The Great Captain: Gonzalo Hernandez de Cordova

March 15, 2012

Don Gonzalo Fernández de Córdoba, el Gran Capitán

Gonsalvo, or, as he is called in Castilian, Gonzalo, Hernadez de Cordova, was sixty-two years old at the time of his death. His countenance and person are represented to have been extremely handsome; his manners, elegant and attractive, were stamped with that lofty dignity which so often distinguishes his countrymen. “He still bears,” says Martyr, speaking of him in the last years of his life, “the same majestic port as when in the height of his former authority; so that every one who visits him acknowledges the influence of his noble presence, as fully as when, at the head of armies, he gave laws to Italy.”

His splendid military successes, so gratifying to Castilian pride, have made the name of Gonsalvo as familiar to his countrymen as that of the Cid, which, floating down the stream of popular melody, has been treasured up as a part of the national history…. His characteristics were prudence, coolness, steadiness of purpose, and intimate knowledge of man. He understood, above all, the temper of his own countrymen. He may be said in some degree to have formed their military character; their patience of severe training and hardship, their unflinching obedience, their inflexible spirit under reverses, and their decisive energy in the hour of action….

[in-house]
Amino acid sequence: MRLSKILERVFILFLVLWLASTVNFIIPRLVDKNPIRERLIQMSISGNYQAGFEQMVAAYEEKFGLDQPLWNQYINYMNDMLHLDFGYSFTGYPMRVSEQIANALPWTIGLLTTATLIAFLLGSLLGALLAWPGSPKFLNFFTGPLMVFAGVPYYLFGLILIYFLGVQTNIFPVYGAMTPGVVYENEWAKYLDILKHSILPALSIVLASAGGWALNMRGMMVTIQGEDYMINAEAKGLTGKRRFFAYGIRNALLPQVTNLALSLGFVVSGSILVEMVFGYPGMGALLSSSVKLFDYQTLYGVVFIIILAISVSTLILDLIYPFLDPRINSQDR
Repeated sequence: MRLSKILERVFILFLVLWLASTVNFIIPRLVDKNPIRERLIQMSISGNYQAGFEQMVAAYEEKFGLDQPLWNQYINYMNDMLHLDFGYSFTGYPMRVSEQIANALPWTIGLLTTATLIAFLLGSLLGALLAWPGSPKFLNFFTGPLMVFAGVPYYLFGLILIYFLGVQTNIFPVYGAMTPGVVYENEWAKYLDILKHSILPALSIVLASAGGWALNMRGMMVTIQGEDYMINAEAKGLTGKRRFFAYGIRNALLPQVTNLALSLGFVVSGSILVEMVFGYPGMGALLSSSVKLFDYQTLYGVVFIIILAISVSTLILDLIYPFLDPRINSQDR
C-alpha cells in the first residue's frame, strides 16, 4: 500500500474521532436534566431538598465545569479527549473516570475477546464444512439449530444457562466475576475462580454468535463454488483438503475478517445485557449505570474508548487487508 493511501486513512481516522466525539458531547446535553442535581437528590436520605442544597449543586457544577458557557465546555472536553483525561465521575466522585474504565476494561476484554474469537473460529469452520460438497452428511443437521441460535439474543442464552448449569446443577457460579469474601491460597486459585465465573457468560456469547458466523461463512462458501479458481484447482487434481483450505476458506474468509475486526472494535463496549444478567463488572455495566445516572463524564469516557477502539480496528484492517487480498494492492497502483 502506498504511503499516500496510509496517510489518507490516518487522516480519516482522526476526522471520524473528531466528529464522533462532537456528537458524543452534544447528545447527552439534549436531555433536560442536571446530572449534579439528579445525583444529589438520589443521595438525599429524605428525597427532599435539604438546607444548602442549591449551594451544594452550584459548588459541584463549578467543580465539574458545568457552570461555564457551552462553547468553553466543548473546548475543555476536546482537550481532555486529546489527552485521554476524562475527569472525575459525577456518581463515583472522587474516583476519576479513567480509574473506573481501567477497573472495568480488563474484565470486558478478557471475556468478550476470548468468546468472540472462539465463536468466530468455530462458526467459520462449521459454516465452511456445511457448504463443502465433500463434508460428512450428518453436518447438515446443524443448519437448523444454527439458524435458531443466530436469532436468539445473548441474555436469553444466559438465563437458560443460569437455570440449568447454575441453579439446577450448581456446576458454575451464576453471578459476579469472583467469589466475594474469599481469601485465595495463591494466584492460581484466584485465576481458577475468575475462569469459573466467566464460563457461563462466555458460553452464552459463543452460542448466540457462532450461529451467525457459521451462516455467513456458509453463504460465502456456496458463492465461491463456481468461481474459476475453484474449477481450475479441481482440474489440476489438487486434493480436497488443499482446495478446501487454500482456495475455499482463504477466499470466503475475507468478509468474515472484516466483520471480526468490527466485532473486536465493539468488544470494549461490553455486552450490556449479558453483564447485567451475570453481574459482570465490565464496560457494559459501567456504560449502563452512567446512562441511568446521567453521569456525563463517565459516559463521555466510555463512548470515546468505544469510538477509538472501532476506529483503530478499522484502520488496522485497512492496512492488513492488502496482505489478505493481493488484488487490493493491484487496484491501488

Gonsalvo was untainted with the coarser vices characteristic of the time. He discovered none of that griping avarice which was too often the reproach of his countrymen in these wars. His hand and heart were liberal as the day. He betrayed none of the cruelty and licentiousness which disgrace the age of chivalry. On all occasions he was prompt to protect women from injury or insult….

Gonsalvo’s fame rests on his military prowess; yet his character would seem in many respects better suited to the calm and cultivated walks of civil life. His government of Naples exhibited much discretion and sound policy; and there, as afterwards in his retirement, his polite and liberal manners secured not merely the good will, but the strong attachment, of those around him.


William H. Prescott, History of the Reign of Ferdinand and Isabella (Philadelphia: J. B. Lippincott Company, 1900), Vol. II, pp. 490-491.

Short Stories on Honor, Chivalry, and the World of Nobility—no. 160


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